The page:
"The individual, in its career of seventy years, has not one body, but many, each wholly new. It is a commonplace of physiology that there is not a particle in the body to-day that was in it a few years ago. Shall we say that none of these bodies has a soul except the last, merely because the last decays more suddenly than the others?
"Or is it maintained that, although there is such utter diversity-- physical, mental, moral--between infancy and manhood, youth and age, nevertheless, there is a certain essence common to them all, and persisting unchanged through them all, and that this is the soul of the individual? But such an essence as should be the same in the babe and the man, the youth and the dotard, could be nothing more than a colourless abstraction, without distinctive qualities of any kind--a mere principle of life like the fabled jelly protoplasm. Such a fancy reduces the hope of immortality to an absurdity.
"No! no! It is not any such grotesque or fragmentary immortality that God has given us. The Creator does not administer the universe on so niggardly a plan. Either there is no immortality for us which is intelligible or satisfying, or childhood, youth, manhood, age, and all the other persons who make up an individual, live for ever, and one day will meet and be together in God's eternal present; and when the several souls of an individual are in harmony no doubt He will perfect their felicity by joining them with a tie that shall be incomparably more tender and intimate than any earthly union ever dreamed of, constituting a life one yet manifold--a harp of many strings, not struck successively as here on earth, but blending in rich accord.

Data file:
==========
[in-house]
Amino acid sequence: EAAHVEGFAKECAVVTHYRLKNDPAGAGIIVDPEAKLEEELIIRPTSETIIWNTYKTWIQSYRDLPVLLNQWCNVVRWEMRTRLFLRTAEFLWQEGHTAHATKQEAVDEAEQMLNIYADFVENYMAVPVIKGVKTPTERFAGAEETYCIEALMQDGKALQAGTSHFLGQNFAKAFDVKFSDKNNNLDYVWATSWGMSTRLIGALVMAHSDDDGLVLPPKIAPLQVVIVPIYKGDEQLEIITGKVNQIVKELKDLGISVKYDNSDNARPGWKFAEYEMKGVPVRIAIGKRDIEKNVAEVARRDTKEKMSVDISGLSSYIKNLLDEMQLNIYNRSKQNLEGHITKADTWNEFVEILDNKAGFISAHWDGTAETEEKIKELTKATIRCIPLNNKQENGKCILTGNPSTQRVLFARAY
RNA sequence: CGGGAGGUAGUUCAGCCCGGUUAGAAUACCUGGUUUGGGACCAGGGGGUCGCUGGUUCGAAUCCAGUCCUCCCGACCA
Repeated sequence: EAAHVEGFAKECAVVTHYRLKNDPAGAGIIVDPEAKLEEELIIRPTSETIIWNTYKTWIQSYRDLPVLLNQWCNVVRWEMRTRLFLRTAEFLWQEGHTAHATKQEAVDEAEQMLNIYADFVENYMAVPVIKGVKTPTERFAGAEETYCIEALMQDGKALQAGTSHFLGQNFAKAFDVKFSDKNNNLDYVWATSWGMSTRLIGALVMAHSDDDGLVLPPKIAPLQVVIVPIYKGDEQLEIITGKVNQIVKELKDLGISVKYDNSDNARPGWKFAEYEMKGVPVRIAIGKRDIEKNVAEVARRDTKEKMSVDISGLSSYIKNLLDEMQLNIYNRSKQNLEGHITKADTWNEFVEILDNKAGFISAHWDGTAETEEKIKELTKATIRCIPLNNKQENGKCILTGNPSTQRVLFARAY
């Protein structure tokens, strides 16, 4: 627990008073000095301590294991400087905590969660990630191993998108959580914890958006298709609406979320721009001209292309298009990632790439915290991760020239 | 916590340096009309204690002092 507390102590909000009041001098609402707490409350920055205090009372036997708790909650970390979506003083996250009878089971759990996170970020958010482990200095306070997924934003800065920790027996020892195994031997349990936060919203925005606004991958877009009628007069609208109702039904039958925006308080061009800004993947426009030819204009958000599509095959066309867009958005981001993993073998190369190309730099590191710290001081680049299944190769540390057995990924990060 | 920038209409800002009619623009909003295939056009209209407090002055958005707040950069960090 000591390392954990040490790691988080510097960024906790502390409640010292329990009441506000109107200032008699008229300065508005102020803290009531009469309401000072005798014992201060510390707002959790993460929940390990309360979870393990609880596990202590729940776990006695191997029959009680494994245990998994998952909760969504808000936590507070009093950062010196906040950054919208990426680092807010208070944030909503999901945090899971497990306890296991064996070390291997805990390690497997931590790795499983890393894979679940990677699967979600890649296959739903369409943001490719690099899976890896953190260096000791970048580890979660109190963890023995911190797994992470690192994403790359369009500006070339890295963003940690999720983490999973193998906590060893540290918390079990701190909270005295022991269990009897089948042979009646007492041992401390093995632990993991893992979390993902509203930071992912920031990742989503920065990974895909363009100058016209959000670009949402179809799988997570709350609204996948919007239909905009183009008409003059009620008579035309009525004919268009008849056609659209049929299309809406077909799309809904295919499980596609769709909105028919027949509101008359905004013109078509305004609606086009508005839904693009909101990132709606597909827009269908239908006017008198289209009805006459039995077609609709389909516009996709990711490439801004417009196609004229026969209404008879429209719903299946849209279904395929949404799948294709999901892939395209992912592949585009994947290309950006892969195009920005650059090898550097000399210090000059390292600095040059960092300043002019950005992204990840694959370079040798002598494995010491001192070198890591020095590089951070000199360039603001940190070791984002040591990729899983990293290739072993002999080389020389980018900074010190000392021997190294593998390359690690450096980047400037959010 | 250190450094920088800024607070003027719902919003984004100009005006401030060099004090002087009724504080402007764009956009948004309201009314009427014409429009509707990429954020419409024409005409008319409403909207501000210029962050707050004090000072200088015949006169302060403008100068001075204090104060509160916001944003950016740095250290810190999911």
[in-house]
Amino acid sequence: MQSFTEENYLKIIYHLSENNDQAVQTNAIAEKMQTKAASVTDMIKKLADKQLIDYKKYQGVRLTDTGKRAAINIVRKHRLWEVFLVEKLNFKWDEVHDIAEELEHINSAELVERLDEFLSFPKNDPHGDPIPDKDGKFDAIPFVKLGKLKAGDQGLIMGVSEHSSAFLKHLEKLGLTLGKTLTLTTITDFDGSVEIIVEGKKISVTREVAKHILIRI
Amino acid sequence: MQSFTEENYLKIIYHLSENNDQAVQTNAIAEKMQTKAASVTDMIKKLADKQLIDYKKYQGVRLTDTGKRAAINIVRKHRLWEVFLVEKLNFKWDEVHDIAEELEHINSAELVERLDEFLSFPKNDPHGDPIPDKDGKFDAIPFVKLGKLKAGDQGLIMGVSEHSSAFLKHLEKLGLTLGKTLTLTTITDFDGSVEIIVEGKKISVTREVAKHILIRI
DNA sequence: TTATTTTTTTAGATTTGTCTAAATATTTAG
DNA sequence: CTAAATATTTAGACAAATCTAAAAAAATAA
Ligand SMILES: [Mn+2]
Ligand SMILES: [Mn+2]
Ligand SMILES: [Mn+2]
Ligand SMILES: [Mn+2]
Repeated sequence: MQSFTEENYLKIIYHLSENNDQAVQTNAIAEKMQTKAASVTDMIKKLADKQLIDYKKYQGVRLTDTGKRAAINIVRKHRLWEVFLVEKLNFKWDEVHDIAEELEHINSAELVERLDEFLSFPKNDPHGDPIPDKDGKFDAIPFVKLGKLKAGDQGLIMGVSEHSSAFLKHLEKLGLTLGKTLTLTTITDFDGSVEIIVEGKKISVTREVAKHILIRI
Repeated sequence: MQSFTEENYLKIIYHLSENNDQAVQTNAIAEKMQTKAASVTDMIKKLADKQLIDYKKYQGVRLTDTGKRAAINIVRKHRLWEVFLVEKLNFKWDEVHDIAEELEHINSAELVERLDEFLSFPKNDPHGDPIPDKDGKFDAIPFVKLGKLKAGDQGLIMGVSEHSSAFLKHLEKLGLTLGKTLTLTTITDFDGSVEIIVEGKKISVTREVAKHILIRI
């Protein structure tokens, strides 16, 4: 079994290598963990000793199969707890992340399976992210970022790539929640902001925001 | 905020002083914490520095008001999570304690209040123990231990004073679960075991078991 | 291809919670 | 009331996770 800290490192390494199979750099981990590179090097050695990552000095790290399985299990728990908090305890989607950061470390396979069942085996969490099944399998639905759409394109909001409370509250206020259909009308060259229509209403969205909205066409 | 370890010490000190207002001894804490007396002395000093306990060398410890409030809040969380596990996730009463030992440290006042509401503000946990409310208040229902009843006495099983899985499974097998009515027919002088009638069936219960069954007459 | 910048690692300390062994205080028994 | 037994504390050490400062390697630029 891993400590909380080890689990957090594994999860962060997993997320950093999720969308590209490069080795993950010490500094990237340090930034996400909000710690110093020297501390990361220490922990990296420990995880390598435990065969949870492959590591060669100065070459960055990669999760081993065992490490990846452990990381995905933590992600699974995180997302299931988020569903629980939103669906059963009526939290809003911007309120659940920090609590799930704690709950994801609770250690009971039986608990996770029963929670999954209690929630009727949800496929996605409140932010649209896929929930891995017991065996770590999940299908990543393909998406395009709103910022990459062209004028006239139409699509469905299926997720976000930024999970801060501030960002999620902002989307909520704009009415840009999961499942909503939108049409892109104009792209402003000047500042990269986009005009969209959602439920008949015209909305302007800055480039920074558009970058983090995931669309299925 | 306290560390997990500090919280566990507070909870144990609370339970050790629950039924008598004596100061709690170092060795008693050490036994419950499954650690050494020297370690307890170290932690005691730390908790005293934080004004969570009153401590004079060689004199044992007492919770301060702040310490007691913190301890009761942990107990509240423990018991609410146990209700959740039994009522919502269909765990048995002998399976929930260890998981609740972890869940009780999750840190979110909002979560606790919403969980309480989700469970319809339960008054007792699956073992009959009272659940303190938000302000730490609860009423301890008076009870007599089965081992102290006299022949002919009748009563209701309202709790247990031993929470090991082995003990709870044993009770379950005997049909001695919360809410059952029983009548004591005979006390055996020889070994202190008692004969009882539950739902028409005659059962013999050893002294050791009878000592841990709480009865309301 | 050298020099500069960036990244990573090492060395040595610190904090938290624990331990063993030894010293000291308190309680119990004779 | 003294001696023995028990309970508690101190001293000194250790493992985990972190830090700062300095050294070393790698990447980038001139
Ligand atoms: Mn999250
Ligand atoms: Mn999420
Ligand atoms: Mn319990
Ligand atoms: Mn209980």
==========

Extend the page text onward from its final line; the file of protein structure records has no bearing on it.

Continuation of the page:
"And now I beg you not to suppose that what I have tried to demonstrate is any hasty or ill-considered fancy. It was, indeed, at first but a dream with which the eyes of my sweet mistress inspired me, but from a dream it has grown into a belief, and in these last months into a conviction which I am sure nothing can shake. If you can share it the long mourning of your life will be at an end. For my own part I could never return to the old way of thinking without relapsing into unutterable despair. To do so would be virtually to give up faith in any immortality at all worth speaking of. For it is the long procession of our past selves, each with its own peculiar charm and incommunicable quality, slipping away from us as we pass on, and not the last self of all whom the grave entraps, which constitutes our chief contribution to mortality. What shall it avail for the grave to give up its handful if there be no immortality for this great multitude? God would not mock us thus. He has power not only over the grave, but over the viewless sepulchre of the past, and not one of the souls to which he has ever given life will be found wanting on the day when he makes up his jewels."